Jonesy & Amanda’s history-making year (Pt 2)

Radio Consultancy

In part 1 the ACRA-winning Jonesy & Amanda were surprised to hear their ratings year has been one for the record books – an achievement unmatched by any other Sydney breakfast show of the last decade. Read part 1 here.

In part 2 they talk to Scott Muller about how they got there, how they stay fresh, their approach to making a great show every day, and they pay tribute to some unsung heroes…

Scott: So tell us about how you came to team up as the breakfast show on WSFM…

Jonesy: When I came to Sydney I worked (at Triple M) with Amanda in the morning shift and I ended up filling in for Andrew (Denton). That was a week in 2000 but I remember at the end of that week … I thought “oh god – out of all those years I’d been looking to do a team show with someone, I never realised this would be the one”. But unfortunately no radio executive had any brains to hear that the show was good – (so it was never) going to happen. It was quite frustrating at the time and I remember saying to Amanda, “it’d be great to actually do a radio show with you” and she was “oh yeah, one day”.

(Then a few years later) when I was over here at WS and I found out Amanda was leaving Triple M I thought “if only I could get Amanda to come and work with me”. So I was so pleased when it actually happened. ARN management were really good, John Williamson left it to me to woo Amanda to come over.

Amanda: He dressed up as a chicken (laugh)

Jonesy: I was like a broker to get Amanda over.

Amanda: But I wouldn’t have come if it wasn’t for you

Jonesy: I went into management and said … "I guarantee that if we get her we’ll go number 1 this time next year – and if we don’t, don’t renew my contract – I’m so sure of this”. Exactly a year later we went number 1 over Kyle & Jackie O, that was the only time we’d beaten them. I remember getting the call saying “about the results, looks like you’re going to be sticking around for a bit longer, you guys have just gone number 1". It was such a great feeling.

Scott: Listening to your show, you have a very different connection with each other and with your audience than many other shows …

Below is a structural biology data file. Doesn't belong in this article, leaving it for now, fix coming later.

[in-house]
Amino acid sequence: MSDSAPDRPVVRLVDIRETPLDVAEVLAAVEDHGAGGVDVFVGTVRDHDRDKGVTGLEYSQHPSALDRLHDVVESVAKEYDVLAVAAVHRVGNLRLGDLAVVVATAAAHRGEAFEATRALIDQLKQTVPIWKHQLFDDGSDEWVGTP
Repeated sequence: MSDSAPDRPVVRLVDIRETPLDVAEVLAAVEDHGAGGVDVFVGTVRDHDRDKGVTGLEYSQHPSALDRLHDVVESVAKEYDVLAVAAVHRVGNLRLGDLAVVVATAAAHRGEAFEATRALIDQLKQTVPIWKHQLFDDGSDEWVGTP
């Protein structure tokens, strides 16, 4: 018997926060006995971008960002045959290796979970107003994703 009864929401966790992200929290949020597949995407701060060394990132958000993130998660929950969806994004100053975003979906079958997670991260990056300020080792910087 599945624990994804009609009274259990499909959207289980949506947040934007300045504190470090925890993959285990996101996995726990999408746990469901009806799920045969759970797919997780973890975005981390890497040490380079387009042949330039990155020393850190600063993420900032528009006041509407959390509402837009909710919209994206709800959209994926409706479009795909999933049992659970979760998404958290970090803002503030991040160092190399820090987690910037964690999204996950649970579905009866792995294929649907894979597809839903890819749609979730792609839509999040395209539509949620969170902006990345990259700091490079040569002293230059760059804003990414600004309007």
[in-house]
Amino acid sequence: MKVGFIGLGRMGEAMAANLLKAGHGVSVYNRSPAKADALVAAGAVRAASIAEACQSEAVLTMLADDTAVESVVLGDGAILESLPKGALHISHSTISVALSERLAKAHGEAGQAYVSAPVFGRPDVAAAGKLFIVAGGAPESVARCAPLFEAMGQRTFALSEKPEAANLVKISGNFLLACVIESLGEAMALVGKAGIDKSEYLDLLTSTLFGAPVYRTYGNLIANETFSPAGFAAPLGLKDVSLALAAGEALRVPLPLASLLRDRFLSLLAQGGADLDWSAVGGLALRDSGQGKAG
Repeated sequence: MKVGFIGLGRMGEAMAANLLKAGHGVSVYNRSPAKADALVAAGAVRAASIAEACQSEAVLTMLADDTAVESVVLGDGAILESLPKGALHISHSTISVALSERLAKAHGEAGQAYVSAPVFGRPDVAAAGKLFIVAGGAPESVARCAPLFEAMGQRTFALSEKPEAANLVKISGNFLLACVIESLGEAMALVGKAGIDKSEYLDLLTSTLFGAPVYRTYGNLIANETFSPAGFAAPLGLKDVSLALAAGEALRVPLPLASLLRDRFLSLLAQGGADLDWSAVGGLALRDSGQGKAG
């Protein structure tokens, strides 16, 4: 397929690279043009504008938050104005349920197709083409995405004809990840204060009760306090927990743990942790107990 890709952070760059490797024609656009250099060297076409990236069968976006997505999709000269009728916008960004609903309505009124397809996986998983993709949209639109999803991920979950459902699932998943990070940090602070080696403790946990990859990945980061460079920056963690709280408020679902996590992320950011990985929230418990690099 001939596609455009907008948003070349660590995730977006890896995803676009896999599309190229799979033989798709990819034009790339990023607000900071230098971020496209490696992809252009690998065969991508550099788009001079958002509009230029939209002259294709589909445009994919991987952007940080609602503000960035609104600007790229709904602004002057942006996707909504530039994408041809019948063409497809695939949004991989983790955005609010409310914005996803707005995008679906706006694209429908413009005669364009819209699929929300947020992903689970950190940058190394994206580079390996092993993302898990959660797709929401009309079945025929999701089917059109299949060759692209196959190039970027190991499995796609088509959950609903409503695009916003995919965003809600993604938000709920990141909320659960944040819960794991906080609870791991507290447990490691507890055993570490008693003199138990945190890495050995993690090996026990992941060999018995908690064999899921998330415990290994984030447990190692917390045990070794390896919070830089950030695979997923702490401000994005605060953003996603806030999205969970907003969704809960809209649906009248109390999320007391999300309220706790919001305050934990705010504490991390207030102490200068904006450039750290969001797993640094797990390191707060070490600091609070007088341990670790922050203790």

Amanda: When you talk about us forging a connection with the audience I love the fact that, I don’t know if it’s because we’ve been doing it this long but we don’t have to consciously think about that anymore. We don’t have to have a picture of our target audience on a whiteboard because we are one of the rare shows that is actually living the audience’s life. We both have kids, we live in suburban homes, we do the stuff our audience does. So we don’t have to pretend to be other people. I think we’re lucky enough that the stuff that amuses us, amuses our audience and we don’t have to second guess ourselves and that’s what makes us feel natural.

Scott: “Natural” is a good choice of words. Listening to the show you get the sense that it is a show done by people from the audience….

Amanda: Yes, often we’ll be in a coffee shop and we’ll be laughing, or bickering, and people come up and say “gee, you really do talk like this”. We’re the same off-air as we are on-air and I think people get a sense of that. I love it when people come up and feel that they’re our friend, that’s such a compliment.

Scott: I’m sure lots of planning goes into your show – but it doesn’t sound like the planning is being “forced down the ears” of the person listening – some shows you can really feel the weight of the prep becoming a burden to the listener (to paraphrase Tony Martin, here) –  with your show it’s much more “invisible” than that…

Jonesy: Radio has changed so much. When we started doing the show, youtube didn’t exist, Facebook didn’t exist…

Amanda: I couldn’t pre-emptive text (laughs)

Jonesy: All that sort of stuff, we’ve seen the evolution of that. I listen to old radio shows like Doug Mulray’s 10th anniversary show (pictured left) which, at the time, I thought was the greatest radio show I had ever heard in my life. I listened to it the other day and … there’s no way that show would stand up now. I’m not saying that Doug Mulray wouldn’t stand up now, but that particular show … because people expect more, the days of having big talk-breaks are over.

* hear Doug Mulray's 10th anniversary show – it starts here

We used to do that. In 2005 there were a lot of times on the show we’d say “what are we doing here?” and we’d go on-air without knowing what we’re doing. We don’t do that anymore. The show is mapped out but it doesn’t sound like that.

Amanda: Charlie Fox used to say he could tell when we hit this spot where we forget that we’re on the radio and I love that! That’s why I love this job, come in and talk to my friend. Some days are harder than others when you are scrambling a bit but many days you kinda forget that you’ve been on the radio. That’s how comfortable it is.

Jonesy: I listened to a breakfast show the other morning and it was saying “why don’t we get the listeners to call through”. Come on guys, you haven’t evolved. No one refers to listeners as listeners. It’s as ridiculous as talkback radio when they say “it’s 26 and 3 quarter minutes past the hour” (laughs). There has to be an evolution of what you say on-air I suppose.